PDF icon ACF Where Humanitarian Concerns Do Not Match International Action.pdf
  • OCHA: Humanitarian Bulletin - Child Malnutrition, July 2016

    In their regular Humanitarian Bulletin, UN OCHA present the stark facts about child malnutrition, Afghanistan's 'silent killer'. The Afghanistan Nutrition Cluster estimates 2.7 million people are affected by malnutrition including one million children under five with an acute state of malnutrition in need of treatment. While rarely cited as a leading cause, malnutrition is the hidden contributing factor in about 45 per cent of all child deaths.

    PDF icon OCHA hum bulletin malnutrition_july_2016.pdf
  • SAVE: The effects of insecurity on humanitarian coverage, July 2016

    Secure Access in Volatile Environments (SAVE) is a research programme. In this report they have asked how many aid agencies are able to access the most dangerous places, and how do access constraints affect ‘humanitarian coverage’ and the degree to which people in need are being reached by the aid system? Their findings highlight that aid agencies are fewer in number, with restricted movements and programmes, in the most insecure environments - with a direct impact on community support. Afghanistan is one of 4 case study programmes. 

    PDF icon 2016__The_effects_of_insecurity_on_humanitarian_coverage.pdf
  • IRC: Afghan refugees and the European refugee crisis, July 2016

    Afghan refugees make up 21% of the over 1 million refugees who have fled to Europe since January 2015, fleeing a country with a worsening security situation and few prospects for its people. This briefing focuses on Afghan refugees and the European Refugee Crisis, and the continued conflict in the country from which they fled. In the briefing the IRC calls for action in four areas:1. Ensure a fair, thorough and effective asylum process for all nationalities2. Expand relocation to Afghans and accelerate family unity transfers from Greece to other EU countries3. Ensure Afghans and other non-Syrians in Turkey have meaningful access to temporary protection4. Commit to an expanded resettlement programme and safe alternative pathways into Europe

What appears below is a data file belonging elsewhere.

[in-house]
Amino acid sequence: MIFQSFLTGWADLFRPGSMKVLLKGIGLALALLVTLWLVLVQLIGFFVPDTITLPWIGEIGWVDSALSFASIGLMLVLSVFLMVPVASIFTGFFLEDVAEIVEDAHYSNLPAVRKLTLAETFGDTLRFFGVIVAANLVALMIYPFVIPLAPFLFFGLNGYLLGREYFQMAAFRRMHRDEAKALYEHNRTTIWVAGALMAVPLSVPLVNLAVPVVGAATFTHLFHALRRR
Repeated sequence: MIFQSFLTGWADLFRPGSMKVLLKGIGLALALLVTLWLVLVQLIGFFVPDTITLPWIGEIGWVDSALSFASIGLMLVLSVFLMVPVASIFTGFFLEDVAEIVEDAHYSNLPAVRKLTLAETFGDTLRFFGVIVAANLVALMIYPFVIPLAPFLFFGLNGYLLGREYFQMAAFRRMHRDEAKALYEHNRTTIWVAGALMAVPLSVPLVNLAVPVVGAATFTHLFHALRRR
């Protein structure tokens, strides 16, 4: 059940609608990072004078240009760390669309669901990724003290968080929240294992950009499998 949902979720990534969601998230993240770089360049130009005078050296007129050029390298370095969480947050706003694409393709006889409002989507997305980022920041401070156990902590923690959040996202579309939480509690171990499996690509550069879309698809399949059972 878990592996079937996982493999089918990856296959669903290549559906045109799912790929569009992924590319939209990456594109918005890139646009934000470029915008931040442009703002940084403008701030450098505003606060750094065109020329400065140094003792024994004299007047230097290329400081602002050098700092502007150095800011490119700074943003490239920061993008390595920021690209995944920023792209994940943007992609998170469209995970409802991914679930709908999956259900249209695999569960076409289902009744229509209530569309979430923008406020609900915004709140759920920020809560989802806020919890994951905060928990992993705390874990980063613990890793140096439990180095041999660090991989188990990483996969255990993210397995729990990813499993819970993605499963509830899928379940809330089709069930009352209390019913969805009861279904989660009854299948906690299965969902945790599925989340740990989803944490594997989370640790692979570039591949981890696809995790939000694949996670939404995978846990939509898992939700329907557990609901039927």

PDF icon IRC European Refugee Crisis - Afghanistan briefing final (1).pdf
  • Development Initiatives: Global Humanitarian Assistance Report, June 2016

    In their annual global report, Afghanistan remained in the top 10 of countries receiving the most international humanitarian assistance.  Encouragingly across the 2015 UN-coordinated appeals (a collective ‘ask’ to the international community on the part of UN agencies), Afghanistan's was the 2nd best funded, at 70% met. The report highlights the links between chronic poverty and vulnerability to crises, and provides new analysis on the diversity and scale of resources already at play in preventing and responding to emergencies. It looks in detail at efforts to improve the efficiency and effectiveness of financing in crisis situations, such as multi-year approaches, more transparent and traceable funding, and flexible financing. 

    PDF icon Global-Humanitarian-Assistance-Report-2016.pdf
  • UNHCR: Global Trends Forced Migration report 2015, June 2016

    UNHCR's annual global report paints a bleak and shocking picture - by the end of 2015, one in 113 people was a refugee, displaced or an asylum seeker. Afghanistan continues to be the second largest country of origin, behind Syria. But 2015 saw increased voluntary returns of refugees, particularly to Afghanistan - yet this is a drop in the ocean.  Afghanistan also saw a large number of new internally displaced people in 2015 (492,600). 

    PDF icon UNHCR-Global-Trends-2015.pdf